Did you ever hear that question? You must have. I’m sure you did. Or if you didn’t hear this exact one, you must have encountered a variation of it: Why are there no famous women writers in history? Why are there no famous women painters? And so on, you get the idea.
Today’s post is brought to you by the harsh and sad, very sad, realities of our human history. Women’s history, in particular. Yes, I mean that history that has been barely recorded. The one we know close to nothing about because it was deemed insignificant.
A few Sundays ago, at our meeting house (a term that I much prefer to “church”) the music director, who is an amazingly gifted pianist, played a piece by Fanny Mendelssohn. Never heard of her? Understandable. Neither had I. But that day I found out that apparently she had been Felix Mendelssohn-Bartholdy’s sister. Yes, I know. That rings a bell! And she had been as brilliant a musician as her brother. Only she couldn’t publish her compositions during her life, because she was too much of a woman for that, according to her brother. Her first duty was her house, and her father and brother, the famous composer, did not approve of her music interfering with that.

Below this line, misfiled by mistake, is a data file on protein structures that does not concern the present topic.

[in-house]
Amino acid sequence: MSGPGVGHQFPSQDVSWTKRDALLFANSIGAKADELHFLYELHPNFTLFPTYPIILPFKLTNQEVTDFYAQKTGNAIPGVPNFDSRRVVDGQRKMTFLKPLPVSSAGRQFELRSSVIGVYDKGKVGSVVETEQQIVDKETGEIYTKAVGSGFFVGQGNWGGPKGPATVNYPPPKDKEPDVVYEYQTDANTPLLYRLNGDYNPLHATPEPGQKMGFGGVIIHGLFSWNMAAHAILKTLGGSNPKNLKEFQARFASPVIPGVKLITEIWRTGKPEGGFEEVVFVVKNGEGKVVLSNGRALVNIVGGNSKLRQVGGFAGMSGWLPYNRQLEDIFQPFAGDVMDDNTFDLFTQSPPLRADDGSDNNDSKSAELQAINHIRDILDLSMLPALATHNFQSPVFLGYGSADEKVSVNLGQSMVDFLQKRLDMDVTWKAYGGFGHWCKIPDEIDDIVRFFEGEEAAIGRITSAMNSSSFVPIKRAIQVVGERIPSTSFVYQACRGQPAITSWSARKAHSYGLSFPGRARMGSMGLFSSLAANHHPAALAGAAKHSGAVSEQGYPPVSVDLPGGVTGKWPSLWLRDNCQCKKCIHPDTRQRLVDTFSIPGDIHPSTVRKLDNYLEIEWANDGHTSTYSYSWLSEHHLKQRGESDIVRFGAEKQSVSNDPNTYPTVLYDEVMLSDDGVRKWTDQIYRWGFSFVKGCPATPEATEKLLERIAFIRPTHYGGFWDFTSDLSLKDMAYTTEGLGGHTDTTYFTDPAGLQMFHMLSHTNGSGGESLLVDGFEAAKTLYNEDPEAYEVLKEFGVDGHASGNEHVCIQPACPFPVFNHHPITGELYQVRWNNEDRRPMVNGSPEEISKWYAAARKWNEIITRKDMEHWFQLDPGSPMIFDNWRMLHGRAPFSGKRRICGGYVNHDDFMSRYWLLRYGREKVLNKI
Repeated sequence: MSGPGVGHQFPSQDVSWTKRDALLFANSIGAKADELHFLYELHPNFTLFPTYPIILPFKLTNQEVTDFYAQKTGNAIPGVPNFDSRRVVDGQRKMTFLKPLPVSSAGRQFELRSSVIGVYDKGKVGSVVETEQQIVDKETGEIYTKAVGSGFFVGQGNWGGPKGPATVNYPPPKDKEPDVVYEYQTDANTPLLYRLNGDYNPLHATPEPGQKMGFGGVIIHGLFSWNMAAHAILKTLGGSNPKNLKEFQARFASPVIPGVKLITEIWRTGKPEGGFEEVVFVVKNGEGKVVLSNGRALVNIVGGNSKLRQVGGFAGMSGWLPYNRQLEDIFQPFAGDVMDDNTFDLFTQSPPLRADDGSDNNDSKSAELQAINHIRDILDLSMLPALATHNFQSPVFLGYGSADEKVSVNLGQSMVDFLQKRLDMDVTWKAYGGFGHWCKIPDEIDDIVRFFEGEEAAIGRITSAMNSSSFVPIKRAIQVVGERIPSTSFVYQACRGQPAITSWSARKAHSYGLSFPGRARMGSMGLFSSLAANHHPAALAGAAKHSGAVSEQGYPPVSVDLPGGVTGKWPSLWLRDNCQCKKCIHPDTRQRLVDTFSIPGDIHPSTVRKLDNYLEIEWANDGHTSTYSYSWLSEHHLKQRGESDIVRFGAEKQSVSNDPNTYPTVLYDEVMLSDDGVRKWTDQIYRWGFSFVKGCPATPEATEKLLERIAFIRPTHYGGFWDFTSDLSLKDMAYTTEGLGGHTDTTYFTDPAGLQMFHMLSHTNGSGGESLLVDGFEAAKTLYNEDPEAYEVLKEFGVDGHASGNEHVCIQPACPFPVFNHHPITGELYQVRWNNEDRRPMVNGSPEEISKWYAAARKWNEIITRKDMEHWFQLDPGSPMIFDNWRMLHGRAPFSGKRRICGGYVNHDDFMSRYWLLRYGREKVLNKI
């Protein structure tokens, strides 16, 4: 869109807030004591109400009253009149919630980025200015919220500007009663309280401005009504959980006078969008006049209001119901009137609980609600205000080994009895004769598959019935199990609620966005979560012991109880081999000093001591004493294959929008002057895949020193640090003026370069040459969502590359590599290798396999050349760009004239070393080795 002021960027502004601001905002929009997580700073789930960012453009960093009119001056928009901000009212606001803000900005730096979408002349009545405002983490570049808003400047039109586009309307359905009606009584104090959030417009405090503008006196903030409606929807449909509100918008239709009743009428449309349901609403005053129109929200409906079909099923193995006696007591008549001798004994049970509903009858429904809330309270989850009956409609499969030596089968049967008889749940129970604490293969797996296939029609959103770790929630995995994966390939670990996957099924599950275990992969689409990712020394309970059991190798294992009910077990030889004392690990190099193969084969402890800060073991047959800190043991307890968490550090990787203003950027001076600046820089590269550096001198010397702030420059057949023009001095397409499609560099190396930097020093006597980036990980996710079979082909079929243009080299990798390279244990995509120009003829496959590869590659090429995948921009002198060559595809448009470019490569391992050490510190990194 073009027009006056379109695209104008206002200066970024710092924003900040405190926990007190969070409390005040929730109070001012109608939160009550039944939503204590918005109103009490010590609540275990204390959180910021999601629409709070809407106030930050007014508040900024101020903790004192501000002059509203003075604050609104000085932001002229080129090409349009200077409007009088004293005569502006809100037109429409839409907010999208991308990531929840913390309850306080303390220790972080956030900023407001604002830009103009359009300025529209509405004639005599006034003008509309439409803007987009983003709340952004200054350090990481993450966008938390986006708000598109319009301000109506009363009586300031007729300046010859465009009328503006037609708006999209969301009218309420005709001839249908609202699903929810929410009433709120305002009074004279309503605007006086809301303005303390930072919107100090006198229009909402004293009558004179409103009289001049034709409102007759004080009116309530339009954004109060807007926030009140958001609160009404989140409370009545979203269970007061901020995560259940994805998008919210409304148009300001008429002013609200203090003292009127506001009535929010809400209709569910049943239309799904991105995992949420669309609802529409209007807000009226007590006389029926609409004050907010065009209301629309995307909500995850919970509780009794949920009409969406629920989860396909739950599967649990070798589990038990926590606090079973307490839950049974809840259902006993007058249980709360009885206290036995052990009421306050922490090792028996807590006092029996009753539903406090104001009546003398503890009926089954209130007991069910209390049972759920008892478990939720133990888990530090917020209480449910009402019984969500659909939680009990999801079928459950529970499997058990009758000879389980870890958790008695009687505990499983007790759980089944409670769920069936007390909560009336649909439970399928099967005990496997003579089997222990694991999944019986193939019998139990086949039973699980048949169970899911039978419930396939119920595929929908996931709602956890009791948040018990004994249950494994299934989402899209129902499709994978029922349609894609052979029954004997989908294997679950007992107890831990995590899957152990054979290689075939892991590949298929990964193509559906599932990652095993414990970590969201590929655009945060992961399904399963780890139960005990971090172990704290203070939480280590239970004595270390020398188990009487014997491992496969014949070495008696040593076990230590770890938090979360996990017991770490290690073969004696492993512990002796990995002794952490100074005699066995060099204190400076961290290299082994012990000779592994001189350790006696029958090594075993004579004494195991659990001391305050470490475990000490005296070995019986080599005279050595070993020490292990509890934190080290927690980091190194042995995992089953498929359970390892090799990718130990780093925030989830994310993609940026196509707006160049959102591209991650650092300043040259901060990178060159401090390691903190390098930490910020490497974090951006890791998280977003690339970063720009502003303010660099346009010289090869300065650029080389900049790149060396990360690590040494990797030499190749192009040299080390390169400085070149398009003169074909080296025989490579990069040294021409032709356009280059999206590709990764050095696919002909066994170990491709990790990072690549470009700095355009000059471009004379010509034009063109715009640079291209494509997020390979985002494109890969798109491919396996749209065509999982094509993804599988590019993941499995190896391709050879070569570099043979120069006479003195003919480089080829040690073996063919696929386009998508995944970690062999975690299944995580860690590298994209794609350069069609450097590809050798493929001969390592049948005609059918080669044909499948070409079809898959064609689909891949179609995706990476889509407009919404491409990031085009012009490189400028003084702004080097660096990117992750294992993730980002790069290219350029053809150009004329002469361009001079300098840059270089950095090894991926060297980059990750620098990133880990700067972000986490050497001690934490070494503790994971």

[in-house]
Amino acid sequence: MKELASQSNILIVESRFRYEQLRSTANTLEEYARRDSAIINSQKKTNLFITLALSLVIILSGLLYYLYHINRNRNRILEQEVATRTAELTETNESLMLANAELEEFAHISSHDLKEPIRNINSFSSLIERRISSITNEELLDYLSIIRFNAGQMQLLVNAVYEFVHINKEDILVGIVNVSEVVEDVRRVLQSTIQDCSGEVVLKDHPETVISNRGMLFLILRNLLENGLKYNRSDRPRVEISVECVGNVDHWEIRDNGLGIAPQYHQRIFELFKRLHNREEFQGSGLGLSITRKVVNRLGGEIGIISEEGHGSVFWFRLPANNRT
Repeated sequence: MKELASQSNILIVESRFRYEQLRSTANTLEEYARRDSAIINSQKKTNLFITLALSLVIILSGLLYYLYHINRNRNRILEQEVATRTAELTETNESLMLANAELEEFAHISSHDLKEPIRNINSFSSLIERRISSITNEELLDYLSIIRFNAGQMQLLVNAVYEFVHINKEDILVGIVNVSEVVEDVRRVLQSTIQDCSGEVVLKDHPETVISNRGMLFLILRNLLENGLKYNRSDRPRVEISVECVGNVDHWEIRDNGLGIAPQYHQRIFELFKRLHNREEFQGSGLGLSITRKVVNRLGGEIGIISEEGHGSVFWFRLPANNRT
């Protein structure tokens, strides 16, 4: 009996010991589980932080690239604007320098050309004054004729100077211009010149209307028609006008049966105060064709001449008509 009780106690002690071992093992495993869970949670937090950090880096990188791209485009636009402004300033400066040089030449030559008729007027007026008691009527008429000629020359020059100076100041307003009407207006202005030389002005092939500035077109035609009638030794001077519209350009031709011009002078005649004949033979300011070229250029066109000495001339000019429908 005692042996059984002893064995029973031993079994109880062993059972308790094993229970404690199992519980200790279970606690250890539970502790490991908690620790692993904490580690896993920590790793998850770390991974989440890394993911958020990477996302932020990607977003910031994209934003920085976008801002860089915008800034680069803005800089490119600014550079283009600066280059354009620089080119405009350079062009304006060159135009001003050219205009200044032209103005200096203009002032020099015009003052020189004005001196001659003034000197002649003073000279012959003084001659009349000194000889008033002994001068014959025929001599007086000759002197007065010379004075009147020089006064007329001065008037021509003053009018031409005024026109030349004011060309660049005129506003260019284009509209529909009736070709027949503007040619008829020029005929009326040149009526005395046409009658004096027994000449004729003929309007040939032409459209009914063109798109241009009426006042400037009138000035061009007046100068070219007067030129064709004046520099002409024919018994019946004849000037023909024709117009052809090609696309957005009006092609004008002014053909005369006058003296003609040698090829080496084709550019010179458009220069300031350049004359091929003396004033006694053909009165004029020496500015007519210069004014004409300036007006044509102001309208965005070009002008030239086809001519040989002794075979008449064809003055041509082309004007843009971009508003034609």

These are her father’s encouraging words:
“Music will perhaps be his profession, whilst for you it can and must only be an ornament, never the root of our being and doing. [. . .] remain true to these sentiments and this line of conduct; they are feminine, and only what is truly feminine is an ornament to your sex.”
“You must become more steady and collected, and prepare earnestly and eagerly for your real calling, the only calling of a young woman–I mean that of a housewife. Women have a difficult task; the unremitting attention to every detail, the appreciation of every moment for some benefit or other–all these and more are the weighty duties of a woman.”
To be completely truthful here, Fanny herself did not question her role. Before getting married, she writes the following very sad remarks:
“art is not for women, only for girls; on the threshold of my new life, I take leave of this plaything.”
Her brother did publish a few of Fanny’s compositions under his name and, to his credit, admitted to everyone that they had actually been written by his sister, even if that caused him embarrassment when people liked those pieces more than his own works.
You can read more about Fanny Mendelssohn here.
I had almost forgotten the story of Fanny Mendelssohn, when, this morning, I read about the new research revealing that some of Bach’s most well-known compositions might actually belong to his wife Anna Magdalena. This does not make us doubt Bach’s genius, but it does bring to the forefront the existence of this woman that until today nobody knew about. She is one of, for sure, many, many more.
So, here, this is why you’ve never heard of women doing anything of notice throughout history. From now on, spare me that question. Thank you.